While Apple’s developers work hard on improving the Maps app after heavy criticism it received upon release, Nokia has unveiled their own maps app that seeks to gain the attentions of iPhone, iPod Touch and iPad users frustrated with the state of Apple’s built-in offering.
HERE Maps, announced just a week ago will help Nokia expand the usage of their map data, which CEO Stephen Elop believes will let more people benefit and contribute to the service.
Nokia Maps, the company’s own official maps app for Nokia and Windows Phone devices, has long received praise for it’s detail, usability and ingenuity. While I had strong hopes that such aspects of the service would carry over to HERE Maps well, on first impressions I’m a little disappointed, but before I explain I’ll detail HERE Maps’ features.
Apart from the live traffic updates, various map views and search history capabilities that smartphone users have come to expect from all good mapping services the app contains a number of features foreign to users of the standard Maps application, including the ability to view community maps submitted by users, view public transportation information and share how to get to locations using SMS, email and social networks.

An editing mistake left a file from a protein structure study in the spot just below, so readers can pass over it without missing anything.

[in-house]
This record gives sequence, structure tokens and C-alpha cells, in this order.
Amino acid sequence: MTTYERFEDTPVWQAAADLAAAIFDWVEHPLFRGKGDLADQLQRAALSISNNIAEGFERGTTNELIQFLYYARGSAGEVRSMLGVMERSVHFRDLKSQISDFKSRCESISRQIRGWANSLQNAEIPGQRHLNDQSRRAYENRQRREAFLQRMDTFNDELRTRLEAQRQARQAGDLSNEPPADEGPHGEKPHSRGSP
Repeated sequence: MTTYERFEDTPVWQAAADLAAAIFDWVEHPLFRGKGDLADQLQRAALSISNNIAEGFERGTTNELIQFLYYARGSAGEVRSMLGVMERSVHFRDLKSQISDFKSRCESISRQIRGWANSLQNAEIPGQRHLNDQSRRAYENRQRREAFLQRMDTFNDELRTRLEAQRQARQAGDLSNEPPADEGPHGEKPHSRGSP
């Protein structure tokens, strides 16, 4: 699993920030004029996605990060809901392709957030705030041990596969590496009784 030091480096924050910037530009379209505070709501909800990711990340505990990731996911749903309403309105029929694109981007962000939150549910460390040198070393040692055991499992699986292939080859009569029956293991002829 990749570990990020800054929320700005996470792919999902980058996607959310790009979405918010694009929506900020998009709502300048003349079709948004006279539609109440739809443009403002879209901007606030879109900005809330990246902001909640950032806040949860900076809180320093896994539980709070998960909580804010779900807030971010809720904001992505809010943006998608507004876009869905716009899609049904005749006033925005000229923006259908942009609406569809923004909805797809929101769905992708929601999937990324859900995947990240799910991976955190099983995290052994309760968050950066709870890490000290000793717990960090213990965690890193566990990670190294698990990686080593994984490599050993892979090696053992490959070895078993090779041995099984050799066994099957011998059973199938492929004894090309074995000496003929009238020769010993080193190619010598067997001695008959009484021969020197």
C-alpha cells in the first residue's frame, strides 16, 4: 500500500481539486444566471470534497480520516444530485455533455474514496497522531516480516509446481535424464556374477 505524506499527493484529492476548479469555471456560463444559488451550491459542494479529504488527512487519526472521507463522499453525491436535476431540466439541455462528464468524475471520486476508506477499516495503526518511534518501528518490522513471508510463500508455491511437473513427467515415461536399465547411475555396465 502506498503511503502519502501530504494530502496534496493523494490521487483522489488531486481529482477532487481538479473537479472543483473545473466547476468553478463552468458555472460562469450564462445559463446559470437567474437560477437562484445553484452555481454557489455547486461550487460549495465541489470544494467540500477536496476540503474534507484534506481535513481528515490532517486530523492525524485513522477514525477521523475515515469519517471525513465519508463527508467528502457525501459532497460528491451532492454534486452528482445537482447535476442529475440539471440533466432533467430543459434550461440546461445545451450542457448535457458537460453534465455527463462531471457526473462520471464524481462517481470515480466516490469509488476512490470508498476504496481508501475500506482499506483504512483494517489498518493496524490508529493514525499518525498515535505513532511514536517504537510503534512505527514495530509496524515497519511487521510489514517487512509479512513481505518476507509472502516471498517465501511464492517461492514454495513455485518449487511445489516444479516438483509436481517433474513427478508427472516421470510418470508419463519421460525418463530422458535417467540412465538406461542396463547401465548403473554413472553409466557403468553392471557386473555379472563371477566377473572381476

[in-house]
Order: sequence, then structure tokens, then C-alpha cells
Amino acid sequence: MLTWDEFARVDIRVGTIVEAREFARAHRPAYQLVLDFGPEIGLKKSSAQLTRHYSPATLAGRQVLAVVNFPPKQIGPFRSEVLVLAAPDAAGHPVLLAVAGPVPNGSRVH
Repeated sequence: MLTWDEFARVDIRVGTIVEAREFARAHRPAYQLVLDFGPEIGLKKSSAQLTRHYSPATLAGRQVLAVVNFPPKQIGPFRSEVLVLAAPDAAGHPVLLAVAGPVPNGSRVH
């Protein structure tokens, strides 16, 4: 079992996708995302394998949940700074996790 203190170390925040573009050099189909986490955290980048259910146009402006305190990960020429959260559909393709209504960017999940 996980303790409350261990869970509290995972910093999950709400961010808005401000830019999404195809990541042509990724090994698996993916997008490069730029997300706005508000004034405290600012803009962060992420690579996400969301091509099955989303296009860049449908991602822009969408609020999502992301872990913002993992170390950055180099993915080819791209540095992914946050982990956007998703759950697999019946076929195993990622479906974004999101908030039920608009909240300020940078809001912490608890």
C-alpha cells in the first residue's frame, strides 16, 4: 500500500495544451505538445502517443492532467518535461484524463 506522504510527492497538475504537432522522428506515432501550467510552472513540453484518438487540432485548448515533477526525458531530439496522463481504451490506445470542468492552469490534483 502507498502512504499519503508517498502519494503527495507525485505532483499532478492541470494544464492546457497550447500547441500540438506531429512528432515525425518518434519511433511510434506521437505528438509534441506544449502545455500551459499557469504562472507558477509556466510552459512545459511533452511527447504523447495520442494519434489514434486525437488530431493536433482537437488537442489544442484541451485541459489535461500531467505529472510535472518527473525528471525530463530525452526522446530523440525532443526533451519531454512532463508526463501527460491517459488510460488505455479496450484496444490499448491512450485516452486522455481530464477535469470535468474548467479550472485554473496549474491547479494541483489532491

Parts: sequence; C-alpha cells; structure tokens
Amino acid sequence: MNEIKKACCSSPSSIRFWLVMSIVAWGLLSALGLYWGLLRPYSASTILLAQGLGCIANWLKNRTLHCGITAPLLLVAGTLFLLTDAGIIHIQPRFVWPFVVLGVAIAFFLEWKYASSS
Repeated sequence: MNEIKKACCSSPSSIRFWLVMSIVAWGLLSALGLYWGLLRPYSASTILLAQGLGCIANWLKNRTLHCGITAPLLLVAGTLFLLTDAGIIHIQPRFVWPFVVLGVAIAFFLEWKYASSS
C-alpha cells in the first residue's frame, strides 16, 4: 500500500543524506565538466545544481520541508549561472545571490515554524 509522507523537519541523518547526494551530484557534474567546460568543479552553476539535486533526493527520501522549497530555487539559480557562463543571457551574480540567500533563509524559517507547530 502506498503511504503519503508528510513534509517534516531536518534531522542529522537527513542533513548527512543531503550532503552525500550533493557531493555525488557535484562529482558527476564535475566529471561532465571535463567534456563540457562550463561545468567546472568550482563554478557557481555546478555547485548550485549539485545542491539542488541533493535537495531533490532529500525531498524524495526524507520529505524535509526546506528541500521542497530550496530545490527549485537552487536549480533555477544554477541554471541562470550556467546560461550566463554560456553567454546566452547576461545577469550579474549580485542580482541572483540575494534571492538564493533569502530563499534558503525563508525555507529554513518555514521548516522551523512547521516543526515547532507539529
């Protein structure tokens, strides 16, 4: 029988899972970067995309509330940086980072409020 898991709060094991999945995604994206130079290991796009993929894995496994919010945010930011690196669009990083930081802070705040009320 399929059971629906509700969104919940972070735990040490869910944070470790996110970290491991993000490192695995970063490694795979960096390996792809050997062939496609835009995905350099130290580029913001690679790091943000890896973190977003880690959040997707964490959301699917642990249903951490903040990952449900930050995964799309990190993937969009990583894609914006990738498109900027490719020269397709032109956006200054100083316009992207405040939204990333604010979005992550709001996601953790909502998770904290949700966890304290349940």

Its most notable feature, which thankfully is carried over from Nokia Maps, may be the ability to save map area data so that you can browse it without using up any data in your plan. This is incredibly useful, whether you’re travelling somewhere that is likely to have little reception or going somewhere new and want to be able to move around that area of a map quickly without hiccups, everybody can find a use for the feature.
Unfortunately the process is quite tedious as saving in detail effectively requires you to “screenshot” all of the area you want saved at the highest zoom level so that it can stitch the screenshots together, which could take a while. The other option is to save from a lower zoom level, which will still let you zoom into the saved map to a certain degree, but with less detail than when fully zoomed in to it’s online counterpart. Echoing a review I read from the App Store, it’d be nice if whole cities could be saved at the touch of a button, despite how sizeable such a thing may be.
When scrolling images take a while to load, unlike the user interface the map images and information aren’t “retina quality,” and design wise the app looks a little dated, in terms of both its UI and maps. Overall it feels like an undercooked version of its bigger brother. With all that said though it’s best you try it out for yourself, as you may have find it to be a keeper despite my early distaste for it.
You can download the app on iTunes here.